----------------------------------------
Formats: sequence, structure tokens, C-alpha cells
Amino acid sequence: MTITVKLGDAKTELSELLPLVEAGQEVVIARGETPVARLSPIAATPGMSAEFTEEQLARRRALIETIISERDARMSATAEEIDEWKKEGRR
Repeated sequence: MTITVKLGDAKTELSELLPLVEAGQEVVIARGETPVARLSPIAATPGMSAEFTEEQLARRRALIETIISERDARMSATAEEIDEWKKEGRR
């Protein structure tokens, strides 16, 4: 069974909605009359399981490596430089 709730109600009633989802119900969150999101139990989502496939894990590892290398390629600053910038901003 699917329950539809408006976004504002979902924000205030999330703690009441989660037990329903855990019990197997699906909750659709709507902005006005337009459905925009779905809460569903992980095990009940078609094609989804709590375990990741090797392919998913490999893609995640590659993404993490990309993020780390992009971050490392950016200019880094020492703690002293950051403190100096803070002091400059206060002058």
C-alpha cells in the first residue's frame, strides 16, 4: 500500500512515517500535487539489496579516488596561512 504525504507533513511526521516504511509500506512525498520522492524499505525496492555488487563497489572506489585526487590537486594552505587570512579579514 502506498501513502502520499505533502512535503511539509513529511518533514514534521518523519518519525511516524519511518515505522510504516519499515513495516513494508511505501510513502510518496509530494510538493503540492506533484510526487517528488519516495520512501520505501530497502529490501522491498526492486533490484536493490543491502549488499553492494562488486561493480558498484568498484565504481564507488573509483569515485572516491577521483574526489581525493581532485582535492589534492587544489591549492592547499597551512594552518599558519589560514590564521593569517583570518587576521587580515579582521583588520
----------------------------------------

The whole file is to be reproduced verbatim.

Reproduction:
Formats: sequence, structure tokens, C-alpha cells
Amino acid sequence: MTITVKLGDAKTELSELLPLVEAGQEVVIARGETPVARLSPIAATPGMSAEFTEEQLARRRALIETIISERDARMSATAEEIDEWKKEGRR
Repeated sequence: MTITVKLGDAKTELSELLPLVEAGQEVVIARGETPVARLSPIAATPGMSAEFTEEQLARRRALIETIISERDARMSATAEEIDEWKKEGRR
């Protein structure tokens, strides 16, 4: 069974909605009359399981490596430089 709730109600009633989802119900969150999101139990989502496939894990590892290398390629600053910038901003 699917329950539809408006976004504002979902924000205030999330703690009441989660037990329903855990019990197997699906909750659709709507902005006005337009459905925009779905809460569903992980095990009940078609094609989804709590375990990741090797392919998913490999893609995640590659993404993490990309993020780390992009971050490392950016200019880094020492703690002293950051403190100096803070002091400059206060002058």
C-alpha cells in the first residue's frame, strides 16, 4: 500500500512515517500535487539489496579516488596561512 504525504507533513511526521516504511509500506512525498520522492524499505525496492555488487563497489572506489585526487590537486594552505587570512579579514 502506498501513502502520499505533502512535503511539509513529511518533514514534521518523519518519525511516524519511518515505522510504516519499515513495516513494508511505501510513502510518496509530494510538493503540492506533484510526487517528488519516495520512501520505501530497502529490501522491498526492486533490484536493490543491502549488499553492494562488486561493480558498484568498484565504481564507488573509483569515485572516491577521483574526489581525493581532485582535492589534492587544489591549492592547499597551512594552518599558519589560514590564521593569517583570518587576521587580515579582521583588520